By Davis Knittle
There are several questions that have been pervasive, almost haunting, since our kickoff event last night at the Newseum. The first question I asked of Diane Nash today, and have since spoken about with many of the student riders: “Who gets to police American collectivity?” The second question: “What is America’s understanding of itself?” And with that “What does it mean, 50 years later, for us to be getting on the bus?” has also been guiding my experience so far. I’ve been speaking with a number of the student riders as to our collective and individual conceptions of what we’re doing here — of what it means of us to be on the bus.
Diane Nash spoke today, in the context of our impending ride, about needing to understand a clear collective goal in order for non-violent action to be effective. What’s difficult about generating effective non-violent action in our current American moment is that the systems and the questions of this moment need to be taken apart before they’re parsable in a way that lends itself to any kind of direct action. For us, being here is a meta-action. We’re getting on the bus to puzzle out civic engagement. To think about where America will be in 50 more years. I’ve been impressed, today, about how scary we all think America is, about how scared we are of what a misuse of resources might look like in 50 years, of what will happen to our country if we don’t figure out effective systems of providing the basics social needs of, for example, healthcare and education.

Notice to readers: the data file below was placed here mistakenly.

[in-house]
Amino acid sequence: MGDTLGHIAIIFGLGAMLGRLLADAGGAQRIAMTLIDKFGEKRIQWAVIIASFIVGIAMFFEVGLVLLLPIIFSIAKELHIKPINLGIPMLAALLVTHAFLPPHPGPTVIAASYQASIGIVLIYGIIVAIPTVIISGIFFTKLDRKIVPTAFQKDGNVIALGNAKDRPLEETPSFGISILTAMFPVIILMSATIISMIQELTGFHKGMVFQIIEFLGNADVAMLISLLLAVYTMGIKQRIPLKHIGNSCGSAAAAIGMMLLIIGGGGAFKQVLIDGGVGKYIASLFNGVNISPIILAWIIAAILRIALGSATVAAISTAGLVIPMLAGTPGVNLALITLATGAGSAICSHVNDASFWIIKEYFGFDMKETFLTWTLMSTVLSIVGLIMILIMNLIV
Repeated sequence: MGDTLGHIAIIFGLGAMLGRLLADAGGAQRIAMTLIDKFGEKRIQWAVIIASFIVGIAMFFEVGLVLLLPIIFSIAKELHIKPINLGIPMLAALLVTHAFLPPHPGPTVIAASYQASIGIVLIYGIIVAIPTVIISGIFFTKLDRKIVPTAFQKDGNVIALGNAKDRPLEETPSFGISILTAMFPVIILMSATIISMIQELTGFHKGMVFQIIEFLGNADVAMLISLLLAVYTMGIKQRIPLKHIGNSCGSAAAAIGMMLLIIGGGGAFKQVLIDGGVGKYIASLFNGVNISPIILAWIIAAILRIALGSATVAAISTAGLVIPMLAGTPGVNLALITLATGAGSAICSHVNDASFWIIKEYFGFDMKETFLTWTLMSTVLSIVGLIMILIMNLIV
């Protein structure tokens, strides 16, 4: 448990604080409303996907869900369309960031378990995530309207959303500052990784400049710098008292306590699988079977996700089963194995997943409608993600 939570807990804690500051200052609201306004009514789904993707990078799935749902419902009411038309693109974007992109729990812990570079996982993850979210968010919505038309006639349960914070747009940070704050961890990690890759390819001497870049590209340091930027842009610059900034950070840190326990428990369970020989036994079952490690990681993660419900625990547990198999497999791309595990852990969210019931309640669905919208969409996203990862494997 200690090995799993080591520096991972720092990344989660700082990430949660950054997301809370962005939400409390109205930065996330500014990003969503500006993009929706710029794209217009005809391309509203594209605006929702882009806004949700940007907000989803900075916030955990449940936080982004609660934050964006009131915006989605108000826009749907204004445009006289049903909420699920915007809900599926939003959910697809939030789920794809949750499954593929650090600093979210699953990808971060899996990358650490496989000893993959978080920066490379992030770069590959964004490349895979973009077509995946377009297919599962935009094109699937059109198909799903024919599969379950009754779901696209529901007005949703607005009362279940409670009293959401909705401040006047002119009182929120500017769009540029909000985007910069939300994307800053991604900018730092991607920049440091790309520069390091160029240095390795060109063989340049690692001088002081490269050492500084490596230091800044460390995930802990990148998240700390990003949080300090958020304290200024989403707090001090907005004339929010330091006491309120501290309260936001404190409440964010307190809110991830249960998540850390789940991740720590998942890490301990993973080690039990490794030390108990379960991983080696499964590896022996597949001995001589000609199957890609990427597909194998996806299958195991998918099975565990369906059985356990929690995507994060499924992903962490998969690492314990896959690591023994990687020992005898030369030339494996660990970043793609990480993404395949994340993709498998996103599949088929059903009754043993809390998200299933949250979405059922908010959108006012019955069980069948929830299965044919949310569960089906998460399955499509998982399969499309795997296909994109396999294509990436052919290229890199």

All day, I’ve been wondering about what this time, this American breaking point will look like in a decade. Getting on the bus, with that in mind, is an opportunity to have these necessary conversations about what collectivity could look like, about our hopes for America. I have a complicated relationship to patriotism. I’m proud to be an American, and I feel lucky to be able to see these sites of history, and to see this basic American land, as we extend into the south. The question I’ll travel with is: “Who’s America is this?” Who lives here? What did the electoral politics of the 1980s become? What do we vote with now? What’s an act that’s more than a vote, if a vote isn’t enough?
The initial Freedom Ride, was, in my understanding, a production of late modernism. A post-modern reality wouldn’t allow for such an uncompromised action. Civic display is something else now. Each of the 40 of us are active, in some way, in our school and surrounding communities. When we take responsibility for being Americans, what will that look like? What will we need to do? How do we begin to sort out what our civic reality looks like? What our American reality is, even before we start to puzzle out what and how it could be?